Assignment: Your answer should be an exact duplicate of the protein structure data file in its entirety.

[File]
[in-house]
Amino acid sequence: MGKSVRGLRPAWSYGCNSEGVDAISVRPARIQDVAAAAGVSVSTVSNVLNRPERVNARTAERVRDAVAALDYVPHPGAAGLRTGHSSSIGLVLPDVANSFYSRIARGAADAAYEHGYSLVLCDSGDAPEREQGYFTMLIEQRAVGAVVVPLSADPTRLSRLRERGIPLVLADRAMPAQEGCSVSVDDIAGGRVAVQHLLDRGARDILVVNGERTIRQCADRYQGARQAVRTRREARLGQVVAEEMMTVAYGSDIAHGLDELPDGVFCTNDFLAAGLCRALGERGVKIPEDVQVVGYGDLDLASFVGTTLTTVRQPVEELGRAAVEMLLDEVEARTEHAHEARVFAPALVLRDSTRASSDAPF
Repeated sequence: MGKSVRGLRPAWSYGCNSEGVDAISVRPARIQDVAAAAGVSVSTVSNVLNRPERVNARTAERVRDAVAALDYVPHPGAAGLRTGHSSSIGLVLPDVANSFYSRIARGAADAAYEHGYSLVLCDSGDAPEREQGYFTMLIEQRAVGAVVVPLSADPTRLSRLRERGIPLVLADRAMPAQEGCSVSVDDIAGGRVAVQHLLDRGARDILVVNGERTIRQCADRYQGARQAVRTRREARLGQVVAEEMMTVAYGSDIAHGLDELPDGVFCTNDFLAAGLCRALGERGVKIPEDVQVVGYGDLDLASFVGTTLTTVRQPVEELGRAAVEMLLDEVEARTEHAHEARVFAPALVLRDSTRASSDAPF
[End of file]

[in-house]
Amino acid sequence: MGKSVRGLRPAWSYGCNSEGVDAISVRPARIQDVAAAAGVSVSTVSNVLNRPERVNARTAERVRDAVAALDYVPHPGAAGLRTGHSSSIGLVLPDVANSFYSRIARGAADAAYEHGYSLVLCDSGDAPEREQGYFTMLIEQRAVGAVVVPLSADPTRLSRLRERGIPLVLADRAMPAQEGCSVSVDDIAGGRVAVQHLLDRGARDILVVNGERTIRQCADRYQGARQAVRTRREARLGQVVAEEMMTVAYGSDIAHGLDELPDGVFCTNDFLAAGLCRALGERGVKIPEDVQVVGYGDLDLASFVGTTLTTVRQPVEELGRAAVEMLLDEVEARTEHAHEARVFAPALVLRDSTRASSDAPF
Repeated sequence: MGKSVRGLRPAWSYGCNSEGVDAISVRPARIQDVAAAAGVSVSTVSNVLNRPERVNARTAERVRDAVAALDYVPHPGAAGLRTGHSSSIGLVLPDVANSFYSRIARGAADAAYEHGYSLVLCDSGDAPEREQGYFTMLIEQRAVGAVVVPLSADPTRLSRLRERGIPLVLADRAMPAQEGCSVSVDDIAGGRVAVQHLLDRGARDILVVNGERTIRQCADRYQGARQAVRTRREARLGQVVAEEMMTVAYGSDIAHGLDELPDGVFCTNDFLAAGLCRALGERGVKIPEDVQVVGYGDLDLASFVGTTLTTVRQPVEELGRAAVEMLLDEVEARTEHAHEARVFAPALVLRDSTRASSDAPF